By Mitchell Clark – Partner at MBA Lawyers
In my lengthy career (over 30 years), I have many times encountered the situation of saying to someone who has a genuine avenue for claiming compensation, that it is uncertain whether the financial result would accord with the personal stress of running a legal case combined with the associated legal expenses – even if the payment of those legal expenses are accepted by the lawyer to be deferred or subject to the end result in the case.
Strategies for improvement of the outcome, specifically related to the lawyer’s costs, include the feature of making a Formal Offer to settle. The basic principle of civil law is that the losing party pays the legal expenses of the winner.
What Is A Formal Offer
There is a dynamic however where the loser can in fact win through the utilisation of the mechanism of the Formal Offer. A recent example involved a Supreme Court case in Brisbane for compensation for injury following a car accident in which the claimant was awarded over $217,490 in compensation following adjudication at a trial.
However, it then transpired that the insurance company had offered the claimant, before the trial, to pay $300,000 (!) which the claimant had rejected. During the conducting of the trial, the offer was not revealed to the Judge (which is the standard approach, as a way of allowing the Judge to decide the case based on the evidence without any influence from outside factors).
When the offer was made known to the Judge, he then penalised the claimant by requiring that the claimant pay the legal expenses of the insurance company. The result was that much of the compensation award was then taken off the claimant because of his obligation to pay the insurance company’s legal expenses. This was a disastrous result for the claimant, with the claimant’s obligation to pay the insurance company’s legal expenses triggered by the insurance company’s clever use of the mechanism of the formal offer.
What Is The Impact Of A Formal Offer?
The dramatic influence of the formal offer can operate in favour of a claimant. Meaning, in a circumstance where before the trial a claimant offers to accept a certain amount of money which is then rejected by the insurance company, but the amount is “beaten” by the Judge’s decision at a trial, the insurance company will then be penalised through being obligated to pay a much higher portion of the claimant’s legal expenses.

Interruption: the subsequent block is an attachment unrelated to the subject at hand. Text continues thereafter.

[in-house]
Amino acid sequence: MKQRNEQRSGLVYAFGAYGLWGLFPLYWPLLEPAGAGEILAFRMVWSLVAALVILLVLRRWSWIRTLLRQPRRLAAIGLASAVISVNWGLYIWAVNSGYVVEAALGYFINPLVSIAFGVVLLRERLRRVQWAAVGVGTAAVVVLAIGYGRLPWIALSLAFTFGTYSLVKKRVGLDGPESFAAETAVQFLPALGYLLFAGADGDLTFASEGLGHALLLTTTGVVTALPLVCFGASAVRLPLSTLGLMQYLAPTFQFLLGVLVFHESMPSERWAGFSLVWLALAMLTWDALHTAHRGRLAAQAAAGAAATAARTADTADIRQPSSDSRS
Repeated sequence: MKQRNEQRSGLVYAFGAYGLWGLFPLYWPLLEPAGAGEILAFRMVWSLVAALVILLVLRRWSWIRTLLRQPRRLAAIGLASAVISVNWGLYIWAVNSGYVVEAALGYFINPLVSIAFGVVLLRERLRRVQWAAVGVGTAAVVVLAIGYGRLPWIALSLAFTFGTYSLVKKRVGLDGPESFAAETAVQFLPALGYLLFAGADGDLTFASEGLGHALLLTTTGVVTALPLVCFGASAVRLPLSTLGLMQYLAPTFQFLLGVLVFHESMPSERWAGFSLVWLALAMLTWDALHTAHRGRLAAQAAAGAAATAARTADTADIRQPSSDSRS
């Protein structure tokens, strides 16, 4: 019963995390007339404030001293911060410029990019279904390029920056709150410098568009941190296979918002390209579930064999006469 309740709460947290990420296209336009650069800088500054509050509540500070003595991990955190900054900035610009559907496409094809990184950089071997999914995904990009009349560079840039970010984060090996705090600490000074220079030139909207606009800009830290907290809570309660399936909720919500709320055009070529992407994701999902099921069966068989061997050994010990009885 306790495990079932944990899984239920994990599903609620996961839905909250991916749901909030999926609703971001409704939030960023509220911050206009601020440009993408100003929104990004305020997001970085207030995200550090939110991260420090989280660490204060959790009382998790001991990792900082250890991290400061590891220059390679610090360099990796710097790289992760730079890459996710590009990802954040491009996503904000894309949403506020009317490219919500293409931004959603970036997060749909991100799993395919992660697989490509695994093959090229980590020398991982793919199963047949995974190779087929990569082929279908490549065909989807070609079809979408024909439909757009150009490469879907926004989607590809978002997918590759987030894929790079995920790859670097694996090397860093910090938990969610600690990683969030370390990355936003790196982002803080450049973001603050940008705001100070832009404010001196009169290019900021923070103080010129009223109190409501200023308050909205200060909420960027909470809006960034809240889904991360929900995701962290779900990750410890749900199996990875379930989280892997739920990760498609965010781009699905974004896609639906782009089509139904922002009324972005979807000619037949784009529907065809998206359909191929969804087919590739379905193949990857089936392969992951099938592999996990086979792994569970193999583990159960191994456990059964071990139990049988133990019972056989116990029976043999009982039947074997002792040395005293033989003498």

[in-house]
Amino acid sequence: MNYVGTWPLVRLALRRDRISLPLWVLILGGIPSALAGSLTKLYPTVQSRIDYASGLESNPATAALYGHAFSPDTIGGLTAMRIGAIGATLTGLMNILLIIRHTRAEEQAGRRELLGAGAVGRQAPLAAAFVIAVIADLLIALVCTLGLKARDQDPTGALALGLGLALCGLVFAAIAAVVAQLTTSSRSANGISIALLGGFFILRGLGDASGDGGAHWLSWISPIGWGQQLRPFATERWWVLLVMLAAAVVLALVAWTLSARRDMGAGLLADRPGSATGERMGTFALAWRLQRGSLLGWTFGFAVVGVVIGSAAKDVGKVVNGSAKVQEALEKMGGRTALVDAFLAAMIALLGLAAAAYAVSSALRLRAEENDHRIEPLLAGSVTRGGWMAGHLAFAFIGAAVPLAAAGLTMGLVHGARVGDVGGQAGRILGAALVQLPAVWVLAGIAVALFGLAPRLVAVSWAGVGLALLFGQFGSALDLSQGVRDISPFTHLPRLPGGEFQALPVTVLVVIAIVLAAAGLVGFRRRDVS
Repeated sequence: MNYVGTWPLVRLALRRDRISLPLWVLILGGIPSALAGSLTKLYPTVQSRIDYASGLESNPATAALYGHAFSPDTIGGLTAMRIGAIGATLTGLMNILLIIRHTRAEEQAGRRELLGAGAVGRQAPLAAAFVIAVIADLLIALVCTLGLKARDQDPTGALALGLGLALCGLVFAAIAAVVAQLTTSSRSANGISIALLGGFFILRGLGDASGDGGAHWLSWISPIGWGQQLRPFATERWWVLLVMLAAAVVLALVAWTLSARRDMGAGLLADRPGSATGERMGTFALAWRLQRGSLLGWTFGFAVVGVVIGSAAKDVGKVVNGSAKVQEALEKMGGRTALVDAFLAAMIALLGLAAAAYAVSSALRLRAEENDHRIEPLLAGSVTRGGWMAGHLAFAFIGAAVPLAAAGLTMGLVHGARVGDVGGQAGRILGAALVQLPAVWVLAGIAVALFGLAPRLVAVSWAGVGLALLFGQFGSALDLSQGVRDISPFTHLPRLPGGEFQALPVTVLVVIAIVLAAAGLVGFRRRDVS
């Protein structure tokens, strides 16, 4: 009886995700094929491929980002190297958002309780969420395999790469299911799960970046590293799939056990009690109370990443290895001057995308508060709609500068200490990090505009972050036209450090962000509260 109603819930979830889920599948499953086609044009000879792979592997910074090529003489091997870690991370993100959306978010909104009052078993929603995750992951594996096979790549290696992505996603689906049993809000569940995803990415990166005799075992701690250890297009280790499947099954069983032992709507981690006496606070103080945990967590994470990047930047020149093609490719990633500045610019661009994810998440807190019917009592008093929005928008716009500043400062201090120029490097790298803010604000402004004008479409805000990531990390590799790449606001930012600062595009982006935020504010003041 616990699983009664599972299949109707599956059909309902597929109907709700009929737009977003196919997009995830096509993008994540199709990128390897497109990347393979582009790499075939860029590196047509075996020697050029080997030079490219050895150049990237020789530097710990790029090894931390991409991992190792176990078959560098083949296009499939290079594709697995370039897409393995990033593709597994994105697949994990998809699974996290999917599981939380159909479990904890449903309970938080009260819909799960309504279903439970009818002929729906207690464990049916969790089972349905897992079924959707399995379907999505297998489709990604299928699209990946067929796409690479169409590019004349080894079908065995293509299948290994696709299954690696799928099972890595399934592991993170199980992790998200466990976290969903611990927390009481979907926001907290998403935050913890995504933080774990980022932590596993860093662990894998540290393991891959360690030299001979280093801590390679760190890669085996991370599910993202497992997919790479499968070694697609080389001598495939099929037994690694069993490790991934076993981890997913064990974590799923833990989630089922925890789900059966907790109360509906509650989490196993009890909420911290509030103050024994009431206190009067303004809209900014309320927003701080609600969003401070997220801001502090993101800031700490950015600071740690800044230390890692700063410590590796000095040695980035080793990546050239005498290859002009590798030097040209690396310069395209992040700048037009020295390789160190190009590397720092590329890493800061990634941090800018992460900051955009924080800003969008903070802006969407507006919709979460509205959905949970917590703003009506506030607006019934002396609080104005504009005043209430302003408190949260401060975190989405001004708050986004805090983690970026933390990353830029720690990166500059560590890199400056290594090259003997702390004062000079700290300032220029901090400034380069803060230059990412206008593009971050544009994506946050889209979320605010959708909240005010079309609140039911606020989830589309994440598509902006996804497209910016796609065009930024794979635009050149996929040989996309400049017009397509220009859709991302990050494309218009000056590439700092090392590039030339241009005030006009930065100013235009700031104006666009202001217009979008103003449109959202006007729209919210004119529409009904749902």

My Own Real Life Court Case
I was the lawyer in the real-life court case of this type of scenario in which the claimant was a young Japanese person from Toyohashi City severely injured when run over by a bus on her first day of holiday in Cairns. She was extremely reasonable and sought to compromise her compensation case with the insurance company without requiring the huge expense of conducting a trial that went on for over five days in the Supreme Court.
However, the insurance company unreasonably rejected her proposal. The Judge (His Honour Justice Applegarth) ultimately agreed with the claimant (my client) and was highly critical of the insurance company’s refusal to accept the claimant’s reasonable pre-trial offer. The Judge specifically referred to the way that the insurance company’s attitude caused the claimant to incur substantial additional expenses in running the trial and including the fees for the claimant and her parents travelling from Japan to Brisbane to give evidence. The result was that the insurance company was ordered by the Judge to pay additional money (with the classification of “costs on the indemnity basis”) of over $600,000!
The details of this Court case are now a benchmark of this type of legal situation involving the strategic use of the Formal Offer (see Yamaguchi v QBE  QSC 151 and  QSC 170).